A spot of advice for anyone who wants to run a website

One of my biggest pet peeves is when the proprietor of a site that I enjoy and check regularly for updates falls off the face of the earth. Usually they give the half-assed explanation that “My schedule has gotten too busy to keep updating.”

Fine.

But when you create a web site, and you give your audience an expectation that you are going to keep adding new, interesting content, you are set for life. If you’re going to stop updating, take down everything that gives the impression you’re going to keep updating except your update records, and even there make clear that you’ve stopped updating quite so regularly. If you announce a scaled-down regular update schedule, hold yourself to it, because the longer the time between updates, the bigger penalty there is for missing it. A daily update schedule tolerates several days’ worth of missed updates. A weekly update schedule can drop off for a week, maybe two. A monthly update schedule causes problems with the first missed month, and there is no excuse for a missed update on a yearly schedule.

Even if you stop completely, you can’t stop completely, especially if you’ve been linked to from elsewhere on the Internet at sites whose proprietors are probably also too lazy to keep their links up to date, and especially if the information you provide is potentially volatile and liable to change with the news. If something goes wrong, or if your host changes everything, or if (as with Freehostia even on their free service) you have to keep renewing your website’s existence, you owe it to your readers that everything goes off without a hitch. Even if your site is fairly automated.

Especially if your website is fairly automated.

I just signed up for buzzComix, which ranks webcomics into a “top 100” based on people’s votes. The primary means of voting, as near as I can tell, is following links from the sites themselves. You have to open up a secondary panel, from a tiny button, which you can still be convinced doesn’t exist if it doesn’t pop up right away or at all, to vote from within buzzComix itself. This means buzzComix pretty much becomes a contest between those sites that are interested in flooding it with votes. Of course, that would probably happen anyway, but bCx doesn’t seem particularly interested in stemming that tide.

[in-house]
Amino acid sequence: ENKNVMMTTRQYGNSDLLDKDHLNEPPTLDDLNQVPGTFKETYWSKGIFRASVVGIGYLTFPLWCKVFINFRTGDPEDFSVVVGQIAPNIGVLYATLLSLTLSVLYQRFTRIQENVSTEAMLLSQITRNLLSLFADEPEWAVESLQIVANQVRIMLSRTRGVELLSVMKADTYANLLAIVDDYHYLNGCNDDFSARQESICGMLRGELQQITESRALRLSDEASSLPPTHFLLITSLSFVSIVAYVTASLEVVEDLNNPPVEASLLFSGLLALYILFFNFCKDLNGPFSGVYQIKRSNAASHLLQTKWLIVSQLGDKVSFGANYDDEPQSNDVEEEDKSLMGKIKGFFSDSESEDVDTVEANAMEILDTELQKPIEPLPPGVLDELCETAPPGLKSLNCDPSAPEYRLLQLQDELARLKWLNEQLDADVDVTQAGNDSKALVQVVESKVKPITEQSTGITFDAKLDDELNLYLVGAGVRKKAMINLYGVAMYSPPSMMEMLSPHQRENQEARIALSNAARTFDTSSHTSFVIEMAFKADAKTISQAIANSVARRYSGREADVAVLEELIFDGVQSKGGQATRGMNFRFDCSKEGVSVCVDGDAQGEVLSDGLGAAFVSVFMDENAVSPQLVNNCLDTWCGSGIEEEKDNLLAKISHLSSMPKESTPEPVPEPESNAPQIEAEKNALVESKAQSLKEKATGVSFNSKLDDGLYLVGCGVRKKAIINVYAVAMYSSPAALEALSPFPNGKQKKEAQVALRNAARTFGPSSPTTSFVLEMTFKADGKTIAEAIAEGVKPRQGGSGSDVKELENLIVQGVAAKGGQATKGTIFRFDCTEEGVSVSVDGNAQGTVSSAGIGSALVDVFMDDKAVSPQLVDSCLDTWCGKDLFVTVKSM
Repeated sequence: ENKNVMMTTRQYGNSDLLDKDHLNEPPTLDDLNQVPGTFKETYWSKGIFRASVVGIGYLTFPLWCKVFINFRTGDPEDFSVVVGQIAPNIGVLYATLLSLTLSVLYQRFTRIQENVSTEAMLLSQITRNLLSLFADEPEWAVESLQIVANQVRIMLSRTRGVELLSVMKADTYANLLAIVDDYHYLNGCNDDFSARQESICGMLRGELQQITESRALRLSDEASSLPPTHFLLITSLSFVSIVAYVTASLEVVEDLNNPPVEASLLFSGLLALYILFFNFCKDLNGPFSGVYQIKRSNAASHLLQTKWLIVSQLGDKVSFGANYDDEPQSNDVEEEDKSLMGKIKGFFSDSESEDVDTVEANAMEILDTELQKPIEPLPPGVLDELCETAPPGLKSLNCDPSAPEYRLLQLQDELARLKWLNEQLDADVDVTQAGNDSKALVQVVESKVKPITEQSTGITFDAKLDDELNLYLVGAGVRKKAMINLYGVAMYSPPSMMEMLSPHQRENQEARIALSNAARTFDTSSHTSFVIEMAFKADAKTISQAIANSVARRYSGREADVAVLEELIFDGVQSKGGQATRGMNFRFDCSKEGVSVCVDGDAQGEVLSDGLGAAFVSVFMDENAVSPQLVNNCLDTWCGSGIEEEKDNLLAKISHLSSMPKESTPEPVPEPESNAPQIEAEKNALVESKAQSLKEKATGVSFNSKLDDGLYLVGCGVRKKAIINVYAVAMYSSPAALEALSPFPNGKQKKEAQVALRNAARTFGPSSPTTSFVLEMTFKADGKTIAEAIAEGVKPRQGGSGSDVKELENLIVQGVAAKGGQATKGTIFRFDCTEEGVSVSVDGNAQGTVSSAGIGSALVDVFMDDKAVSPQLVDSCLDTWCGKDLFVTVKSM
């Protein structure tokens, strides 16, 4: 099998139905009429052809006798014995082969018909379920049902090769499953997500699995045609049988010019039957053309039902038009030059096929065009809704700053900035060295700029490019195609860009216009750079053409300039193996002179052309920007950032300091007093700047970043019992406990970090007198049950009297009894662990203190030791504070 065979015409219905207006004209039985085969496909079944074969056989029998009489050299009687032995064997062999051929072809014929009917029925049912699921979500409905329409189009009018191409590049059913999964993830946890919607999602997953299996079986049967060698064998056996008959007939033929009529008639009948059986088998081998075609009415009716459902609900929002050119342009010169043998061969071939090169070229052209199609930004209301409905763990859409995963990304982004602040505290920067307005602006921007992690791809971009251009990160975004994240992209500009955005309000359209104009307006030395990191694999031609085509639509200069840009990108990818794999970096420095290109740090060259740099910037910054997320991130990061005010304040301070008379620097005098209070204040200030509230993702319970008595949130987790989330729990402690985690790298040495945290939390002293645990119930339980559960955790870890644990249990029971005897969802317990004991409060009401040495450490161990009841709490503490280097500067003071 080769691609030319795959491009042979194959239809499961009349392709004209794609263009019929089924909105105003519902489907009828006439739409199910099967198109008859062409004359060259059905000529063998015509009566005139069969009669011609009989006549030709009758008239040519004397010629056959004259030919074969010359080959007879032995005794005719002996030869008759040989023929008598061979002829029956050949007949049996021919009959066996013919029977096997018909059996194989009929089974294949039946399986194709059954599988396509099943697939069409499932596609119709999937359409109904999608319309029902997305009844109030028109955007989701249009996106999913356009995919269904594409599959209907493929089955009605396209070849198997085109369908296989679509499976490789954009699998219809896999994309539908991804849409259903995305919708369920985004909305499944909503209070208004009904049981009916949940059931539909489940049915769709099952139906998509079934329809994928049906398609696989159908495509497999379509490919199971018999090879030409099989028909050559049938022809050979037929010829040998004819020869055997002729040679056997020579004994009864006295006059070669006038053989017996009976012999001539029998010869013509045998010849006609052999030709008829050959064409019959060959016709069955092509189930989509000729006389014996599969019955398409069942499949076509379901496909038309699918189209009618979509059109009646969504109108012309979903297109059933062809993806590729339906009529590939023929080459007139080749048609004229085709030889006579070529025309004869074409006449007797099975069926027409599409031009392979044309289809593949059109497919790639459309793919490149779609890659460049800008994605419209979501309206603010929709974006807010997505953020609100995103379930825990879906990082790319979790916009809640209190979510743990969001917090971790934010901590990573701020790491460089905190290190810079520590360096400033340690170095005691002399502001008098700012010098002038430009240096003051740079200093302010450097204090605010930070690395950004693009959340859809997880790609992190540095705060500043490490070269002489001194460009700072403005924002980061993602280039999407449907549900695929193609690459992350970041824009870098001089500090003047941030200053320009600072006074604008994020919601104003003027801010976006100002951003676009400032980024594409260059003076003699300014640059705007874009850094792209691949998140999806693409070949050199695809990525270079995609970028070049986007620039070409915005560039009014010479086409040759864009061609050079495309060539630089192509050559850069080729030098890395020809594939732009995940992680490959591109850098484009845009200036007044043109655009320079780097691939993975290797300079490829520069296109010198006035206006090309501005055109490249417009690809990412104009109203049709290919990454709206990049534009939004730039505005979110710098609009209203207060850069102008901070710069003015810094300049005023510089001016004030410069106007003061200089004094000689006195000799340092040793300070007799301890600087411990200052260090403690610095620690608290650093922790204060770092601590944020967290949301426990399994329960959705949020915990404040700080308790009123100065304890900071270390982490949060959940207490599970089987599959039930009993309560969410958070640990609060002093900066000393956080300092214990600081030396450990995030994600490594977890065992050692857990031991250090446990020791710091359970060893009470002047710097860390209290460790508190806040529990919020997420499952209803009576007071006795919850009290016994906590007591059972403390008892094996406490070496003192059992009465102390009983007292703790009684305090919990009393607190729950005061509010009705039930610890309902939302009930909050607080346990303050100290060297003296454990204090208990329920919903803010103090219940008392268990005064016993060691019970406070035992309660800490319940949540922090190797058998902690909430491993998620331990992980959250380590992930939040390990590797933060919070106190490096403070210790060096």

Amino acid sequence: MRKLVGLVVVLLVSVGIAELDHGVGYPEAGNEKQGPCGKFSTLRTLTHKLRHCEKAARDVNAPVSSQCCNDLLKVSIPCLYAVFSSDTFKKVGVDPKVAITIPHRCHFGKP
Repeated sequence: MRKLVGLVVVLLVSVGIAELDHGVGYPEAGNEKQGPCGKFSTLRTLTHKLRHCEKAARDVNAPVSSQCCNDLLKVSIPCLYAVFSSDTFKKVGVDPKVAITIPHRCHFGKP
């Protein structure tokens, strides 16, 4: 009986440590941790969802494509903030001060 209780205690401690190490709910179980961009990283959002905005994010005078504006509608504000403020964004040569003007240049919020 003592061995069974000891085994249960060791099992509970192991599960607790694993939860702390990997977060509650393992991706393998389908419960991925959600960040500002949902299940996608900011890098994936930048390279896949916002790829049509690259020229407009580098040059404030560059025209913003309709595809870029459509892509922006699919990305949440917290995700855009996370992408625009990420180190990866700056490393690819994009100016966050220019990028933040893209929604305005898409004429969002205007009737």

Or, in fact, with anything anymore. There are signs of abandonment everywhere – both from the proprietors and from the users. There’s a thread on the bCx forums calling for a fix for “vote/rank images”, referring to some function that is no longer working and whose images have been taken down. The thread dates to March 2006. It’s possible this was an intentional permanent removal, but apparently no one decided to send the word: after the initial post, the original poster bumps it about twice a month as the only posts, eventually making fun of itself by labeling the bumps as “monthly/semi-monthly bump”. After seven and a half months, the original poster laments the lack of “visible means of support”, followed – after ten months! – by the first post from someone that’s not the original poster, seconding the lament. That’s followed by several other calls for the problem to be fixed (including a note that the function in question is “kind of standard” on other similar sites, despite me not knowing what it is even after checking buzzComix’ main competitor, a problem I have with that site since it provides no help whatsoever, not that bCx’s FAQ is much better) and a recognition (by June) that the site is abandoned.

The kicker: Were it not for a recent onslaught of spam, this thread – last post July 2007 – would be very near the top of the bug report forum. That’s before we get into the current news post, which wishes us a “happy summer“… in April 2007. The current news post is nearly a year old!

What’s more, bCx’s ads routinely advertise the ability to advertise on them… indicative of no one actually taking them up on their offer. A look at their ad calendar shows that many of the same comics have spots in the ad rotation day after day. This is especially distressing when you consider that the ads advertising the ads claim that you can buy an ad “for only $1”. You have to buy them in multiples of 5, and most webcomic artists aren’t making money off their webcomics and have to have a life too, but… dude. That’s a bargain.

If only I could be certain that bCx is still “rapidly growing” and still gets “over 10,000 unique visits a day with over 30,000 page views a day” that they claim. That would essentially be buying me an easy onslaught of traffic for a day. If you read today’s strip you’d know why. Instead, I plunge into bCx rather tentatively, wondering if anyone is still listening…

I’d ask you to vote for me here, both for bCx and for Top Web Comics (which doesn’t look to be quite as abandoned as bCx, in part because it doesn’t have much forum support or news at all, but still seems to be running mostly on autopilot), but I think you should see the strip first and decide for yourselves. If you like it, vote for it using the new links on the strip page itself. If you don’t like it, click the Feedback link and let me know why or e-mail me with your reasons why. Heck, even if you like it, let me know what you think of it and how I can improve. (I’d advise you to read some of the strips before this one first, though.)

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